ACT Emergency Services says firefighters were signed in to replace paramedics on Saturday due to a staff shortage
The ACT Emergency Services Agency (ESA) confirmed it had deployed ACT Fire and Rescue personnel to replace paramedics over the weekend.
- Firefighters have been signed up to cover emergencies that are not in the most serious category, in line with ESA’s business plan, Commissioner Georgina Whelan said.
- This is the first time that a staff shortage of this nature has occurred at ACT
- But Greg McConville of the United Firefighters Union says it raises questions about emergency service funding
ESA commissioner Georgina Whelan said firefighters had been signed up to respond to ambulance calls on Saturday due to staffing shortages caused by a combination of factors including COVID-19.
Ms Whelan said the unit did not respond to any emergencies in the most serious category – or priority one emergencies – over the weekend, and only dealt with emergencies in priority category two , for which they had been trained.
But the United Firefighters Union said it was “concerning” that the ACT did not have enough staff to meet the demands of the list.
Firefighters deployed as paramedics under ‘business continuity plan’
Ms Whelan said the ESA was following its business continuity plan on Saturday when it became clear there were not enough paramedics to ensure this shift would be covered.
“I think it’s really important to say that from the start, throughout COVID-19, we have a series of business continuity plans in place to support us if an event like last Saturday night happens. was producing,” she said.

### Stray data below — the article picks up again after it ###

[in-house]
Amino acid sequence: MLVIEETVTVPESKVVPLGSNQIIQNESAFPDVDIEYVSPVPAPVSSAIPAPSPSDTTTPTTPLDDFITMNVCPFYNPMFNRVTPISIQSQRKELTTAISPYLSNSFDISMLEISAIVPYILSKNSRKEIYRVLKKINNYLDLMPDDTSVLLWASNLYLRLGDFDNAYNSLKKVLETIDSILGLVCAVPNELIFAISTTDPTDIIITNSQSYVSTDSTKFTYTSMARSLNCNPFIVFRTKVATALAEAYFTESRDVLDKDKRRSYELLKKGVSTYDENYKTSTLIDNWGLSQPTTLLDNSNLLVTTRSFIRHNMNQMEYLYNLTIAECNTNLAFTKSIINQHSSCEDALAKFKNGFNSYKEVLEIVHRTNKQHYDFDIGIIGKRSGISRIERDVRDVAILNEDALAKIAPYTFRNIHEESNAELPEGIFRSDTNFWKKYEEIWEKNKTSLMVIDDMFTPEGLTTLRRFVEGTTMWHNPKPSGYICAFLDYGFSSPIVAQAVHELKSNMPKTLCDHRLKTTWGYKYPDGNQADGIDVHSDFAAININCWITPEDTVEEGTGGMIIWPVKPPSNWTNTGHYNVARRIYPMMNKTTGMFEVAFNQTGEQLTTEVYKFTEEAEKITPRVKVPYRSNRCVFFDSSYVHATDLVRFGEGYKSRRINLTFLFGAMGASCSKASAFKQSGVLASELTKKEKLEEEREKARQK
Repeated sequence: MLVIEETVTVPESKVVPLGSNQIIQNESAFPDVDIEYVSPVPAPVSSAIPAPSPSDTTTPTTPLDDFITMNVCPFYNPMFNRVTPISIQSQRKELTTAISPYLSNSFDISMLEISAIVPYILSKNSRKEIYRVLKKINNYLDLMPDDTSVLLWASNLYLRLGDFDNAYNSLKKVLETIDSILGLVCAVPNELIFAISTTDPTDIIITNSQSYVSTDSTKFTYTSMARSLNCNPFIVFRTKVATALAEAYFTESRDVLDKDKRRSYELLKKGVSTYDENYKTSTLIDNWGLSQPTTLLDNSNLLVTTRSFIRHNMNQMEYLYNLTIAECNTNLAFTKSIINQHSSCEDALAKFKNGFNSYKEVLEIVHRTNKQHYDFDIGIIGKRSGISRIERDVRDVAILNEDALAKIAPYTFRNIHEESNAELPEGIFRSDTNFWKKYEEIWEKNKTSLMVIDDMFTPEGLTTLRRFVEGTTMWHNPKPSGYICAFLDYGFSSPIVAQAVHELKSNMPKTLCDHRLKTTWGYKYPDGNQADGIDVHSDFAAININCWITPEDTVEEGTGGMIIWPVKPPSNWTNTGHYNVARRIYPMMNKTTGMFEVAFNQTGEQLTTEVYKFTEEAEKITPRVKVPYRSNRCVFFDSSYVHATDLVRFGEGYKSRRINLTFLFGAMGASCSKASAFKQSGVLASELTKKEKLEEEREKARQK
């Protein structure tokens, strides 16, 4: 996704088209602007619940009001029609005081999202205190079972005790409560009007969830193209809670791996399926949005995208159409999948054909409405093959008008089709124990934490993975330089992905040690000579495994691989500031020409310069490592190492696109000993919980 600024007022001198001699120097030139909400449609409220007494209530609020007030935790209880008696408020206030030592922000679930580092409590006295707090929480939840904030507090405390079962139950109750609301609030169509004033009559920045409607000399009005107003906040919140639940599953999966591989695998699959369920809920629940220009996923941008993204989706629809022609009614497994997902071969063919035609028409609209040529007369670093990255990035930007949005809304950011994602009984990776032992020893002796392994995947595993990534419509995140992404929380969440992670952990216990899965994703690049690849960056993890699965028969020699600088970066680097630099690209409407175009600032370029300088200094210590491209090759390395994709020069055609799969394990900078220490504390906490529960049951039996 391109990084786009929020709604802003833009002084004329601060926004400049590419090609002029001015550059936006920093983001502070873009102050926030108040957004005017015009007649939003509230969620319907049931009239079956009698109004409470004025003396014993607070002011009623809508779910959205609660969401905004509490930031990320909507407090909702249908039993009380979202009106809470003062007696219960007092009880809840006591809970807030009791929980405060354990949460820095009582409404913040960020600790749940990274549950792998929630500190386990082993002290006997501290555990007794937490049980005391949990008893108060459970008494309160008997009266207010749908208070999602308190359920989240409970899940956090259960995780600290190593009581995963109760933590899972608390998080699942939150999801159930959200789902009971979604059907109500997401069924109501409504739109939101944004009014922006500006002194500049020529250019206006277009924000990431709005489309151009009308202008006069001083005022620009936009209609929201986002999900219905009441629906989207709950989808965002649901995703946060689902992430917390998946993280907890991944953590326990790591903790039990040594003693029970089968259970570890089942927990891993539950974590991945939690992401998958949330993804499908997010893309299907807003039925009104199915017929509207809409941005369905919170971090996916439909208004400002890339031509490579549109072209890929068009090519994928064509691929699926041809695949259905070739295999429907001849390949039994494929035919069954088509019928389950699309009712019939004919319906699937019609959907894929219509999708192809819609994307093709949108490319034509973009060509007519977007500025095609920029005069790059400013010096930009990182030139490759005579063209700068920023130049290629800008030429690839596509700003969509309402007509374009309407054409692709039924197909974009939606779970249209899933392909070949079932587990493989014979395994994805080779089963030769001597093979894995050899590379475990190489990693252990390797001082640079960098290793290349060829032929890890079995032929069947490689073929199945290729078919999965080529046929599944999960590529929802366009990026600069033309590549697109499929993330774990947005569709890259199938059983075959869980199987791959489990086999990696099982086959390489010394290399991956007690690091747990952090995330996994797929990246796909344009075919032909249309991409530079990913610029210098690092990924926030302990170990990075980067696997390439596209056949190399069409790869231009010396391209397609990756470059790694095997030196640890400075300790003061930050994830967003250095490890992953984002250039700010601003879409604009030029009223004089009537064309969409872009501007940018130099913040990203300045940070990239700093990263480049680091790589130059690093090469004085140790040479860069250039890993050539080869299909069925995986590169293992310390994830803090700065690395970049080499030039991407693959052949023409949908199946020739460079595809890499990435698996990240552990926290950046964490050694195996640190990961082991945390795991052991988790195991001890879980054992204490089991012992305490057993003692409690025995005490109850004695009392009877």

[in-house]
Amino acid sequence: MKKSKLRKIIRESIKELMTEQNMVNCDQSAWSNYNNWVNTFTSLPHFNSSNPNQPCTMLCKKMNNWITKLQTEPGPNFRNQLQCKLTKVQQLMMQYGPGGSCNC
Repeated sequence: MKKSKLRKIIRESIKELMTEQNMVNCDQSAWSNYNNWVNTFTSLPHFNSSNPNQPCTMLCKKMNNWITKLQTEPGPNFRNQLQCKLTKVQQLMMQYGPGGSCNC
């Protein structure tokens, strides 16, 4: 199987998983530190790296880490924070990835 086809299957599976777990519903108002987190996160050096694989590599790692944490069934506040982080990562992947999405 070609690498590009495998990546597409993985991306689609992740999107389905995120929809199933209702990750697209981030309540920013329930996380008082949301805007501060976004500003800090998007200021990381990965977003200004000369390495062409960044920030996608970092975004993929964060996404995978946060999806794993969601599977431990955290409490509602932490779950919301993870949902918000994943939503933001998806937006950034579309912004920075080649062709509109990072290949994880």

“And that being that a number of paramedics were ill, with a combination of COVID-19 and other seasonal type illnesses, and as a result, we triggered our business continuity plan which was to put, for caution, one more fire crew on the roster for that evening.”
She said the ACT had yet to see the “extreme” circumstances experienced by other jurisdictions where ambulance services were severely understaffed.
“We have had times when we have had a number of employees with COVID-19, and we have been able to replace those employees with their colleagues who have been willing and able to work overtime to supplement capacity,” he said. she declared. said.
She said the firefighters had not been signed up in the expectation that they would respond to serious emergencies.
Staffing issue ‘raises questions’ over funding
Greg McConville of the United Firefighters Union said firefighters had been trained in certain emergency response procedures, including advanced first aid, cardiopulmonary resuscitation and advanced life support.
He said while their crew was trained and ready to help, the staffing issue raised questions about how the agency was managing through still unprecedented times due to COVID-19.
He said this was the first time this had happened due to an insufficient number of crews and was a concern.
Over the weekend, a woman died after the car she was driving crashed on Black Mountain Road.
It was the 10th traffic fatality in the ACT so far this year.
“The firefighters are ready to help the community and to help their colleagues at ACTAS (…) but it is worrying that their numbers have fallen below an acceptable minimum, so they have had to be helped by an additional fire truck,” he said.
Mr McConville said the firefighting unit had its own staffing issues, which only heightened his concerns about the capacity of the ACT emergency services as a whole.
“I suspect questions will be raised by representatives of probably all political parties as part of the Legislature’s budget process.”
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